IgA nephropathy is the most common primary glomerulonephritis leading to end-stage renal disease [49]. A clinical cohort study recruiting 3 control and 9 IgA nephropathy patients showed that miR-25 was significantly increased in the urinary sediment derived mainly from urinary erythrocytes of IgA nephropathy patients [49].

Non-cancerous nervous system diseases

Cerebral ischemia/reperfusion injury

Cerebral ischemia is a condition when blood and oxygen supply to the brain tissues is insufficient [50, 51]. Rapid reperfusion is still the gold standard therapy for cerebral ischemia and other types of ischemic organ damages including e.g., ischemic stroke, myocardial infarction and organ transplantations [50]. However, reperfusion causes further tissue injuries due to increased oxidative/nitrative stress leading to mitochondrial dysfunction, lipid peroxidation, protein oxidation, DNA damage and finally cell death [38]. MiR-25 was repressed in a model of 48-h oxygen-glucose deprivation and 48-h reoxygenation in human neuroblastoma SH-SY5Y and IMR-32 cells [50] (Table 2). Furthermore, overexpression of miR-25 protected cells against apoptosis induced by oxygen-glucose deprivation/reoxygenation possibly through the Fas/FasL pathway [50] (Table 2) (Figure 2). This protective effect of miR-25 against apoptosis in human neuroblastoma SH-SY5Y and IMR-32 cells are in concordance with the findings of Pan et al. reported in H9c2 embryonic rat ventricular myocytes [40, 50] (Table 1-2) (Figure 2). Interestingly, 10-Hz repetitive transcranial magnetic stimulation was reported to improve proliferation of adult neural stem cells 7 days after focal cerebral ischemia in the subventricular zone in rats [52] (Table 2) Moreover, the beneficial effect of repetitive transcranial magnetic stimulation was associated with the overexpression of miR-25 and repression of its direct target p57 (CDKN1C). It is a member of the cyclin-dependent kinase (CDK) inhibitors blocking the cell cycle in G1/S phase [49] (Table 2) (Figure 2). Interestingly, a study related to CNS development in zebrafish embryos has also shown that scratch2 transcription factor could block the cell cycle re-entry by maintaining high levels of CDKN1C (p57) via the repression of miR-25 in postmitotic primary neurons [53] (Table 2) (Figure 2).

Table 2: The role of miR-25 in non-cancerous nervous system diseases

Disease

Species and tissue or cell type

Alteration of miR-25 expression

Method for miR-25 detection

Target gene

Biological function

Method for target validation

Sample size in clinical studies

Ref.

1

Cerebral I/R

SH-SY5Y and IMR-32 cells (48 h OGD/ 48 h R)

up-regulation

qRT-PCR

Fas

apoptosis

DLRA,
miR-25 TF, WB

N/A

[50]

2

Cerebral I/R

brain of male SD rats (7 days)

up-regulation

qRT-PCR

p57

cell cycle arrest

antagomiR-25, WB

N/A

[52]

3

CNS development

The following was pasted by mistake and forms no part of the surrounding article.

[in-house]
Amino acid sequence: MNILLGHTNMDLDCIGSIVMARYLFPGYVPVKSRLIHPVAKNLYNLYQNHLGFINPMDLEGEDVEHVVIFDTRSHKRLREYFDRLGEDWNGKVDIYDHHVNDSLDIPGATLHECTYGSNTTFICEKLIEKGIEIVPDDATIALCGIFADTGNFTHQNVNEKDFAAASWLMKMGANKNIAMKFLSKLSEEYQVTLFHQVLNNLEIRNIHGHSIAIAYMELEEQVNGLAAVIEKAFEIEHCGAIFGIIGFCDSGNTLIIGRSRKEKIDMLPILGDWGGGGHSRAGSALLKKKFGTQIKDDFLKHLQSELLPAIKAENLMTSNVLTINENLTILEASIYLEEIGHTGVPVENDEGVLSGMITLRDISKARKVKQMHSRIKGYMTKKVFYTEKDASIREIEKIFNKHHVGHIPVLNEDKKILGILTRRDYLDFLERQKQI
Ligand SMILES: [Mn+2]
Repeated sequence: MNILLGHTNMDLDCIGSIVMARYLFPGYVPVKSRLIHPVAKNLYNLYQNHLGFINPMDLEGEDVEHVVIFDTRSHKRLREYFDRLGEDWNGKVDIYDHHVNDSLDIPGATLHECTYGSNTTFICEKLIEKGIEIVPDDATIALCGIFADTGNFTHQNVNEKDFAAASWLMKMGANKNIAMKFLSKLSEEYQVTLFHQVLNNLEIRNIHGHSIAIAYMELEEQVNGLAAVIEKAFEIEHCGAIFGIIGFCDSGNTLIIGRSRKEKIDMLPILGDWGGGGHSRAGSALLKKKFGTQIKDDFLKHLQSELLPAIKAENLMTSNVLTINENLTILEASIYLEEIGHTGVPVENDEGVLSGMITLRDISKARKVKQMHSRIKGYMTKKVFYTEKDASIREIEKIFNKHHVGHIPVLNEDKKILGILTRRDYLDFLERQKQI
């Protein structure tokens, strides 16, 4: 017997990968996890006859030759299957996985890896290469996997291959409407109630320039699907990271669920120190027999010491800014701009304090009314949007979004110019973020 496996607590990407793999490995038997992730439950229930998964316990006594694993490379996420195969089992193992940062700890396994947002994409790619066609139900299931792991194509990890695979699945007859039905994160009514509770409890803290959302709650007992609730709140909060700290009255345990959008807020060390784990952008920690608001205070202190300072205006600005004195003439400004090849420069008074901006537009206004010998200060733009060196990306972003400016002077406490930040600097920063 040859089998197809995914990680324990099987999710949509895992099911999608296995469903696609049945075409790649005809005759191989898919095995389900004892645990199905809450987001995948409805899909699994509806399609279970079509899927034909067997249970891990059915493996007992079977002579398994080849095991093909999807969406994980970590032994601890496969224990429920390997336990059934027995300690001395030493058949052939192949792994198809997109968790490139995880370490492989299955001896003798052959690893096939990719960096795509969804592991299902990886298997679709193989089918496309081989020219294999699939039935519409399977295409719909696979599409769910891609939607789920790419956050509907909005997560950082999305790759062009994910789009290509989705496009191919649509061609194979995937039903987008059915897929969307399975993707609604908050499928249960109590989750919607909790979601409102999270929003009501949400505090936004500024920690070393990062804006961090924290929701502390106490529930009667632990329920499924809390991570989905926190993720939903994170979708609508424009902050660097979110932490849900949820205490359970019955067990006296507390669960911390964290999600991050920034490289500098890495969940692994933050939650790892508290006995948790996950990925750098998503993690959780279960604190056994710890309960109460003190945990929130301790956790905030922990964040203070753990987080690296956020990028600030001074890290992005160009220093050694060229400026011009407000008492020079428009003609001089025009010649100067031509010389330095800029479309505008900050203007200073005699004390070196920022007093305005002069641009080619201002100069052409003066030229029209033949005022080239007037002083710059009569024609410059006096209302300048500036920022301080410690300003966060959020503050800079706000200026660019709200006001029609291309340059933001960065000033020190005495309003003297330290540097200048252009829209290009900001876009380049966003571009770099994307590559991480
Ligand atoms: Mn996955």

postmitotic primary neurons of zebrafish embryos

down-regulation

qRT-PCR

p57

cell cycle arrest

DLRA

N/A

[53]

4

SCA3/MJD

SCA/MJD model cells, 293T and
SH-SY5Y cells

up-regulation

qRT-PCR

ATXN3

ataxia

DLRA

N/A

[51]

5

SCA3/MJD

human BS (Chinese)

down-regulation

qRT-PCR

N/A

N/A

N/A

35 SCA/MJD vs. 25 CONT

[54]

6

MS

human BP, T-cells (Italian)

down-regulation
(miR-106b-25 cluster)

Agilent human miRNA microarray V2.0, qRT-PCR

N/A

N/A

N/A

12 MS vs 14 CONT

[56]

7

Schizophrenia

mouse hippocampus (8-10, 16-20 wk) human brain tissues

down-regulation

Agilent mouse miRNA microarray, qRT-PCR

SERCA2

calcium handling

miR-25 viral infection

17 schizophrenia vs. 22 CONT

[57]

8

Asthma bronchiale

human tracheal SMCs

down-regulation

miRNA array

KLF4

inflammation

WB, anti-miR-25 TF

N/A

[60]

9

CF

human BS (Australian)

up-regulation

Qiagen miRNA PCR array for serum and plasma

N/A

N/A

N/A

52 CF with liver disease50 CF without liver disease

[153]

10

Liver regeneration

male SD rats (6, 12, 24, 36 h)

up-regulation

Agilent rat miRNA array, V16, 8X15k

RB1, KAT2B

cell cycle arrest

LRA, IH, WB

N/A

[149]

Abbreviations: BP: blood plasma, BS: blood serum, CF: cystic fibrosis, CNS: central nervous system, CONT: control, DLRA: dual luciferase reporter assay, h: hour, IF: immunofluorescence, IH: immunohistochemistry, I/R: ischemia/reperfusion, LRA: luciferase reporter assay, KO: knock out, MS: multiple sclerosis, OE: overexpression, OGD: oxygen glucose deprivation, R: reoxygenation, SCA/MJD: Spinocerebellar ataxia type 3/Machado-Joseph Disease, SD: Sprague Dawley, SMCs: smooth muscle cells, TF: transfection, TG: transgene, WB: Western blot, wk: week. The abbreviations in bold are considered as gold standard methods for miRNA target validation.

Spinocerebellar ataxia type 3

Spinocerebellar ataxia type 3/Machado Joseph disease (SCA3/MJD) is the most common type of inherited spinocerebellar ataxia forms [48], and its symptoms include cerebellar ataxia, spasticity, parkinsonism, dystonia, eye movement disorders, sensory loss, muscle weakness, fasciculation, etc. [54]. SCA/MJD is also known as a polyglutamine (polyQ) disease caused by glutamine-encoding CAG nucleotide expansions within endogenous human genes resulting in an abnormal polyQ tract in the polyQ-expanded mutant ataxin-3 protein [48]. This abnormal ataxin-3 protein aggregates in the nucleus and adjacent areas of the affected neurons exacerbating cell death [51]. Overexpression of miR-25 was found to suppress apoptosis in SCA/MJD model cells possibly by the posttranscriptional reduction of polyQ-expanded ataxin-3 protein levels [51] (Table 2) (Figure 2). Indeed, the same research group reported in a clinical cohort study that serum level of miR-25 was significantly lower in SCA3/MJD patients (n=35) as compared to healthy controls (n=25) [51] (Table 2). Moreover, serum miR-25 level was significantly decreased in SCA3/MJD patients with a course of disease more than 6 years as compared to those patients with shorter disease course [51].